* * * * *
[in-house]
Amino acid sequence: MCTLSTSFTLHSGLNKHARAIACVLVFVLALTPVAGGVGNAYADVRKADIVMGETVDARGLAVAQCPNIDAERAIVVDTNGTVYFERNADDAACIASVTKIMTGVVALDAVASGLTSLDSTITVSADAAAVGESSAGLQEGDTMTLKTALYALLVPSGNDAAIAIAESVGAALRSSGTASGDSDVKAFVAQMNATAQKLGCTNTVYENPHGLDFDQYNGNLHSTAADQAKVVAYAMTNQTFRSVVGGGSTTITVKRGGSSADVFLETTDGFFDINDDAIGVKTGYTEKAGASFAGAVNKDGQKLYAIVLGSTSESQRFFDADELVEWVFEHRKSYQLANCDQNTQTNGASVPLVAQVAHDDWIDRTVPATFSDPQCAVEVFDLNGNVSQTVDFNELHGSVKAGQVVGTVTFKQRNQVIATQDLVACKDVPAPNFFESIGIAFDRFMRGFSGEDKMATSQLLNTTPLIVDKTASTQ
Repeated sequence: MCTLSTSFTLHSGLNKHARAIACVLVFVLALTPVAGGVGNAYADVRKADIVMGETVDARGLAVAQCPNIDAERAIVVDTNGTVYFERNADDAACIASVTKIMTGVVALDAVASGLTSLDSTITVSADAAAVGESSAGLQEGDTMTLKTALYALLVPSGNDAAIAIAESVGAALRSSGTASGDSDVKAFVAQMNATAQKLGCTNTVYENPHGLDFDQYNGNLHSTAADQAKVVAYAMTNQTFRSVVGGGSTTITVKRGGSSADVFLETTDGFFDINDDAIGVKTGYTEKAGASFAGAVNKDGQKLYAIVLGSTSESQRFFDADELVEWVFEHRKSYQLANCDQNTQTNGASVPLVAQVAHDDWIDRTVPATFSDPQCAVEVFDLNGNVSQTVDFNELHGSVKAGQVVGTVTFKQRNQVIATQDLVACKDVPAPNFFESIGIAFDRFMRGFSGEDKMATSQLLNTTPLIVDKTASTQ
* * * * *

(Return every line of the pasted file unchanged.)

[in-house]
Amino acid sequence: MCTLSTSFTLHSGLNKHARAIACVLVFVLALTPVAGGVGNAYADVRKADIVMGETVDARGLAVAQCPNIDAERAIVVDTNGTVYFERNADDAACIASVTKIMTGVVALDAVASGLTSLDSTITVSADAAAVGESSAGLQEGDTMTLKTALYALLVPSGNDAAIAIAESVGAALRSSGTASGDSDVKAFVAQMNATAQKLGCTNTVYENPHGLDFDQYNGNLHSTAADQAKVVAYAMTNQTFRSVVGGGSTTITVKRGGSSADVFLETTDGFFDINDDAIGVKTGYTEKAGASFAGAVNKDGQKLYAIVLGSTSESQRFFDADELVEWVFEHRKSYQLANCDQNTQTNGASVPLVAQVAHDDWIDRTVPATFSDPQCAVEVFDLNGNVSQTVDFNELHGSVKAGQVVGTVTFKQRNQVIATQDLVACKDVPAPNFFESIGIAFDRFMRGFSGEDKMATSQLLNTTPLIVDKTASTQ
Repeated sequence: MCTLSTSFTLHSGLNKHARAIACVLVFVLALTPVAGGVGNAYADVRKADIVMGETVDARGLAVAQCPNIDAERAIVVDTNGTVYFERNADDAACIASVTKIMTGVVALDAVASGLTSLDSTITVSADAAAVGESSAGLQEGDTMTLKTALYALLVPSGNDAAIAIAESVGAALRSSGTASGDSDVKAFVAQMNATAQKLGCTNTVYENPHGLDFDQYNGNLHSTAADQAKVVAYAMTNQTFRSVVGGGSTTITVKRGGSSADVFLETTDGFFDINDDAIGVKTGYTEKAGASFAGAVNKDGQKLYAIVLGSTSESQRFFDADELVEWVFEHRKSYQLANCDQNTQTNGASVPLVAQVAHDDWIDRTVPATFSDPQCAVEVFDLNGNVSQTVDFNELHGSVKAGQVVGTVTFKQRNQVIATQDLVACKDVPAPNFFESIGIAFDRFMRGFSGEDKMATSQLLNTTPLIVDKTASTQ